Red wine wonders

Returning to the OCPs, these potent antioxidants are responsible for the colouring of the grapes. We all know antioxidants help us to remain healthy, but what isn’t so well-known is that antioxidants such as OCPs interfere with cross-linking. Cross-linking happens when cells connect to the wrong partner, a process that damages the cells. It plays a big part in cellular ageing of both internal organs and skin. Cross-linking is also a major factor in the degeneration of eyesight and the development of atherosclerosis. The process is also implicated in the development of Alzheimers disease. OCPs have been found to prevent cross-linking.

Additionally, OCPs inhibit the formation of many toxic substances in the body, including histamines. Histamines are involved in triggering allergic responses. (If you react to wine in an allergic way, you are more likely to be responding to the preservatives and not the basic product. If you have this problem, organic wines might be a solution.)

OCPs also improve the strength of capillary tissue and the walls of veins and arteries by enhancing the elasticity of collagen and elastin. This strengthening effect makes OCP supplements popular with people wanting to avoid wrinkle development. This activity of OCPs can also assist in preventing spider veins or varicose veins.

There is another benefit of the antioxidant action of OCPs. It prevents lipid peroxidation. The body needs fatty acids which we get from food and also make in the body. Lipid peroxidation simply means these fatty acids are converted to prostaglandins. COX (CycloOxygenase) enzymes are the key factor to assist with this conversion. Prostaglandins, or PGs, are molecules that act like hormones. There are various types of PGs; some have an anti-inflammatory and healing effect, while others instigate responses such as pain. Prostaglandins contribute to conditions such as arthritis. OCPs inhibit the COX enzymes needed for the synthesis of these PGs. Without these helper enzymes, prostaglandins cannot be made and levels decrease rapidly, which has a positive effect on lowering pain and inflammation.

The OCPs in red wine have more tricks up their sleeve. They can also act as ACE inhibitors. ACE, or angiotensin converting enzyme, is located on the inner lining of blood vessels. When it becomes active, it causes a constriction of those blood vessels and blood pressure rises. By preventing ACE from triggering this pathway, the constriction of blood vessels cannot occur and blood pressure drops. Pharmaceutical companies produce many different ACE inhibitors. Doctors prescribe them often to treat hypertension. But with wine, you have one straight from nature.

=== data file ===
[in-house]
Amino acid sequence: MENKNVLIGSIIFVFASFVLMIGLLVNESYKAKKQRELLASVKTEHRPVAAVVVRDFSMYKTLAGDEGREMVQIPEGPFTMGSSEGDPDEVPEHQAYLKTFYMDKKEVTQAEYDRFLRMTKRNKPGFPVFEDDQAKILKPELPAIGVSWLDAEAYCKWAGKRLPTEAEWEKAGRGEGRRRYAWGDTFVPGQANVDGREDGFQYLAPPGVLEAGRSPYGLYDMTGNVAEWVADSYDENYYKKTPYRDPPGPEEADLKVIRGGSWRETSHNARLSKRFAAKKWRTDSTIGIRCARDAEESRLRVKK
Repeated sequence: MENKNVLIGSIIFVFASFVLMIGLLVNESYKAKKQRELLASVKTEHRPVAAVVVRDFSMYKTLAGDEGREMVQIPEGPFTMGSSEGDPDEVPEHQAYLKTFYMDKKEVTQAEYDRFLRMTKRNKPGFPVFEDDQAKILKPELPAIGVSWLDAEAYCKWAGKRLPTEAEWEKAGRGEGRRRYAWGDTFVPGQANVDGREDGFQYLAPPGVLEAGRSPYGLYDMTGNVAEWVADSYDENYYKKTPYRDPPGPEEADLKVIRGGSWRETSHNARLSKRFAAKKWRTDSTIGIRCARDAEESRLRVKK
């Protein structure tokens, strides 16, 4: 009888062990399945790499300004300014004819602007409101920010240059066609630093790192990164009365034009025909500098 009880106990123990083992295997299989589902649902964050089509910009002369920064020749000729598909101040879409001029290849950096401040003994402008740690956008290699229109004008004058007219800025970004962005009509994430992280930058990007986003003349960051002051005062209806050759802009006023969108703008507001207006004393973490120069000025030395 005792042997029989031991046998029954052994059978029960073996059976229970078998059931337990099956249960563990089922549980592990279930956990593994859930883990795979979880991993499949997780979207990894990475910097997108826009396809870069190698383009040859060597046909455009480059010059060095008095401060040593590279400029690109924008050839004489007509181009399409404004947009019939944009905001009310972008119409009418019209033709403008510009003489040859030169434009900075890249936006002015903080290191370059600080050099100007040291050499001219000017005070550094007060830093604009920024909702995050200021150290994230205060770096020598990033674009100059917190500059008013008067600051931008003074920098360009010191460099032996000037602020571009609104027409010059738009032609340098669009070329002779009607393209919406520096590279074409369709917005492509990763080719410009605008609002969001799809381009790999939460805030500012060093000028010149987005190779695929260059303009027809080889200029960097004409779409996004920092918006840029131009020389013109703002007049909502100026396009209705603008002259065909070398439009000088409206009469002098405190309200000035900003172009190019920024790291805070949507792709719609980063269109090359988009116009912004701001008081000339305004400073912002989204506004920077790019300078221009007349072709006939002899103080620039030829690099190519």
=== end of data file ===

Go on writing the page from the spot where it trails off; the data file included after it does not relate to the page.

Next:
More magic

OCPs are not the only wine ingredient that interests us. Other constituents of the humble grape have equally stunning health benefits resveratrol, for example. Normally, this component protects Vitis vinifera against diseases; its part of the plants immunity. A plant will only produce it when stress (such as bad weather or bugs) occurs.

The amount of resveratrol is different per species. White wine contains next to nothing. Pinot noir grape skins contain the most (5-10mg/100g, or 0.015mg/L of wine). Resveratrol is a big player in preventing synthesis of the previously mentioned COX enzymes. It also inhibits the herpes simplex virus and the formation of certain types of cancer cells. It prevents blood clotting and thrombosis, and has terrific antioxidant properties.

An important health issue these days is cholesterol. The resveratrol found in grapes has a positive effect on cholesterol. Through chemical conversions in the body, resveratrol helps to increase the good cholesterol, HDL. HDL helps transport cholesterol back to the liver to be excreted. It also helps to prevent heart problems. LDL, the bad cholesterol that transports fat to our fat cells and arterial walls, is decreased by the resveratrol content of red wine. This dual action of resveratrol helps to prevent conditions such as hypercholesterolaemia, atherosclerosis, stroke and heart attack.

A lot of technical data on the health benefits of OCPs has been collected over the past few years. This scientific evidence confirms what Hippocrates and many others knew instinctively: red wines go with meat dishes and white goes with the less fatty protein of fish. Now you know why.

Quercetin and rutin are two other constituents of wine that are important to health. Known as bioflavonoids, they’re found in numerous health supplements. Both are well known for their potent antioxidant and anti-allergic actions. Catechin is another free radical scavenger present in wine. Last, but not least, chromium can be found in grapes, too. This micro-mineral plays a part in sugar metabolism, cholesterol balance and circulation.

In moderate amounts, wine appears to increase energy levels. It does so by tricking the central nervous system into thinking youre not really tired. Wine accelerates the conversion of stored glycogen to glucose, which contributes to the energetic feeling experienced after a glass of wine. (This rapid conversion can, however, lead to elevated blood sugar levels.) Alternatively, when large quantities of wine are consumed, it will act as a central nervous system depressant.

All in all, its clear why wine can be accredited with many health benefits. Perhaps now you can open that next bottle with an even bigger smile on your face. Just remember: moderation is the keyword when it comes to alcohol use; and, for those who prefer to avoid alcohol, red grape juice has the same health benefits. Cheers.


The WellBeing Team

The WellBeing Team